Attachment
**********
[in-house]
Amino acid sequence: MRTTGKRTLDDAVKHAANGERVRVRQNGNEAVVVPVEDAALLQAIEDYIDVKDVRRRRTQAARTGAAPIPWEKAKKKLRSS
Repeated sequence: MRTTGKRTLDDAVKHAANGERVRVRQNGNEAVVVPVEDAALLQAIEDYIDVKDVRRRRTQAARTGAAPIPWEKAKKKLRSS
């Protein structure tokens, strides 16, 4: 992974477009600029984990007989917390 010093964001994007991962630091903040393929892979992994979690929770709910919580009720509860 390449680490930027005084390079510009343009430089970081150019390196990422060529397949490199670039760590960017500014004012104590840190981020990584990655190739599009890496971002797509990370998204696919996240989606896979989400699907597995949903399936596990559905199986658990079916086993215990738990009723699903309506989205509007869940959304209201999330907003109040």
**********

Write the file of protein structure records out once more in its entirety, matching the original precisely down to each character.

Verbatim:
[in-house]
Amino acid sequence: MRTTGKRTLDDAVKHAANGERVRVRQNGNEAVVVPVEDAALLQAIEDYIDVKDVRRRRTQAARTGAAPIPWEKAKKKLRSS
Repeated sequence: MRTTGKRTLDDAVKHAANGERVRVRQNGNEAVVVPVEDAALLQAIEDYIDVKDVRRRRTQAARTGAAPIPWEKAKKKLRSS
């Protein structure tokens, strides 16, 4: 992974477009600029984990007989917390 010093964001994007991962630091903040393929892979992994979690929770709910919580009720509860 390449680490930027005084390079510009343009430089970081150019390196990422060529397949490199670039760590960017500014004012104590840190981020990584990655190739599009890496971002797509990370998204696919996240989606896979989400699907597995949903399936596990559905199986658990079916086993215990738990009723699903309506989205509007869940959304209201999330907003109040």